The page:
Goodwill Accommodates Employee with Disability

    [fa icon="calendar"] Jul 26, 2017 9:16:53 AM / by Jenny Kakasuleff

    Jenny Kakasuleff

    Matt Goodsman at our Greenwood store

    Passed by Congress in 1990, The Americans with Disabilities Act (ADA) is a civil rights law that protects individuals from discrimination based on a disability. The ADA requires covered employers to provide reasonable accommodations to employees with a disability and imposes accessibility requirements on public accommodations.

    Goodwill’s mission to employ individuals with barriers, including disabilities, long preceded any laws on the books, but the ADA has provided additional opportunities to work with employers – both inside and outside of Goodwill – to accommodate employees with disabilities in novel and inexpensive ways.

    Before Matt Goodsman joined the Goodwill team in Greenwood last year, he had trouble finding a job.

    “I put my application in everywhere, and no one would get back to me,” Matt said. “People are seeing the wheelchair and not the person. They just assume that I’m limited in what I can do.”


    Although Matt started as a book scanner, his managers at Goodwill quickly realized his friendly demeanor and positive attitude would be a valuable asset at the cash register. There was one problem though: Matt’s wheelchair did not fit into the cashier’s work station. The store contacted Goodwill’s Disability Services to see what they could do.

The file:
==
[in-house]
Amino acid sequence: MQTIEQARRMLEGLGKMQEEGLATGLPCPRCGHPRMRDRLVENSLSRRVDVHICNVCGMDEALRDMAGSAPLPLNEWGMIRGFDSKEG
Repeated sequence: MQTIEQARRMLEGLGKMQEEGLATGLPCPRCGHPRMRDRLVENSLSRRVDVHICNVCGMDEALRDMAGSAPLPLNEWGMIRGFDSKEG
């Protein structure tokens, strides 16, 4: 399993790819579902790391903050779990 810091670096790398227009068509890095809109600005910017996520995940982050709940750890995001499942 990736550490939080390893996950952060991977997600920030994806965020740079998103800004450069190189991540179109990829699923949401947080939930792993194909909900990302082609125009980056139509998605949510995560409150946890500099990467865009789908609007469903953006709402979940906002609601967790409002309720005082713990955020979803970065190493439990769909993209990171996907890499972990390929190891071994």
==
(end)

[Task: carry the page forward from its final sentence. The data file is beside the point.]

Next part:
Goodwill disability services modified the cash register station to fit Matt's need

    “The store was originally considering a $3,000 work station for Matt,” said Ann Stephenson, Disability Services Manager. “Once we were able to assess the need, we discovered that we could accomplish the same goal for a lot less money.”


    The Goodwill Facilities team removed one of the walls from an existing cashier station, allowing Matt to easily fit into the space with his wheelchair. They lowered the cash register keyboard and repurposed a clothing rack into a bag corral to make both accessible to his wheelchair height.

    Matt is now the lead cashier and proving on a daily basis that he will not be deterred by his disability.

    “I can open doors and pick up things by myself,” Matt said. “The only thing I can’t do is walk.”

    Matt is now the lead cashier and more than able to do his job well.

    Topics: Employment, Disability, Success Story, Disability Services, Retail

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